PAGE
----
BACKGROUND - One suggested mechanism for the reduction in mortality rates resulting from the use of angiotensin converting enzyme inhibitors in congestive heart failure is the inhibition of the angiotensin II-mediated norepinephrine release. Direct evidence for this mechanism is lacking in humans.
SUBJECTS AND METHODS - We examined the effects of captopril, 25 mg three times a day, or matched placebo for 7 days on sympathetic activity during a 10 mEq/day sodium diet in seven healthy male subjects aged 30 +/- 3 (SEM) years. A tritiated norepinephrine radioisotope dilution technique was used to measure sympathetic activity, both at rest and during isometric handgrip exercise.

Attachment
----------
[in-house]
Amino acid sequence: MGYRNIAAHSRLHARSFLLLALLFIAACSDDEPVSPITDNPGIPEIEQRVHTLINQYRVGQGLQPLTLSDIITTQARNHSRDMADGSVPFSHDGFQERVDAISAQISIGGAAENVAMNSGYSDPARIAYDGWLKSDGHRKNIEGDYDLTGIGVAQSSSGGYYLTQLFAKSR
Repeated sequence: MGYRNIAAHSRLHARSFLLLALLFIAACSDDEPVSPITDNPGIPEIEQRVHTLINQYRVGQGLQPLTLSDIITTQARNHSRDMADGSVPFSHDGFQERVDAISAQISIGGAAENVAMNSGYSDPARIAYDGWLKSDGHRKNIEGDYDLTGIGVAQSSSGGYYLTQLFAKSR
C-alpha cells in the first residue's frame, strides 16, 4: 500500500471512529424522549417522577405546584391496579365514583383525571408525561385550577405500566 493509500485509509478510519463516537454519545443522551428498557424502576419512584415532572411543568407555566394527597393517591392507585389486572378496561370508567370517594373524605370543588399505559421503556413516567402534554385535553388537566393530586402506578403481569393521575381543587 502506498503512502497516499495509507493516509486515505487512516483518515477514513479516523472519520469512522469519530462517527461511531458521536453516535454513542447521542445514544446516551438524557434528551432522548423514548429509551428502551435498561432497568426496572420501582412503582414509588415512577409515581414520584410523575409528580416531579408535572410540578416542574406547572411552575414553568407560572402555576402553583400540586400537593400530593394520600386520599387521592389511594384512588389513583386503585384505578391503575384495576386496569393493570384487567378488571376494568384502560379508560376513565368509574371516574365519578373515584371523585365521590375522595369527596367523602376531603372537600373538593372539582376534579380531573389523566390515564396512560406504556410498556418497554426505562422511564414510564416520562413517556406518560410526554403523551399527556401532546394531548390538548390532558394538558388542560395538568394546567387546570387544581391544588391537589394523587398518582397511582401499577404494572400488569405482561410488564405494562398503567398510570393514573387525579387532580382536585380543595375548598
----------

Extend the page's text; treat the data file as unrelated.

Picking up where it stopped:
RESULTS - Captopril blunted the increase in mean arterial pressure during isometric handgrip exercise (placebo, from 81 +/- 4 to 112 +/- 2 mm Hg; captopril, from 78 +/- 3 to 101 +/- 2 mm Hg; p < 0.01). However, the increase in systemic norepinephrine spillover during isometric handgrip exercise was not blunted by captopril. Captopril had no effect on resting mean arterial pressure or systemic norepinephrine spillover.
CONCLUSIONS - Captopril did not attenuate baseline or static exercise-stimulated sympathetic activity in healthy subjects. These findings would indicate that angiotensin converting enzyme inhibition does not decrease sympathetic activity at rest or during the stimulus of isometric handgrip exercise.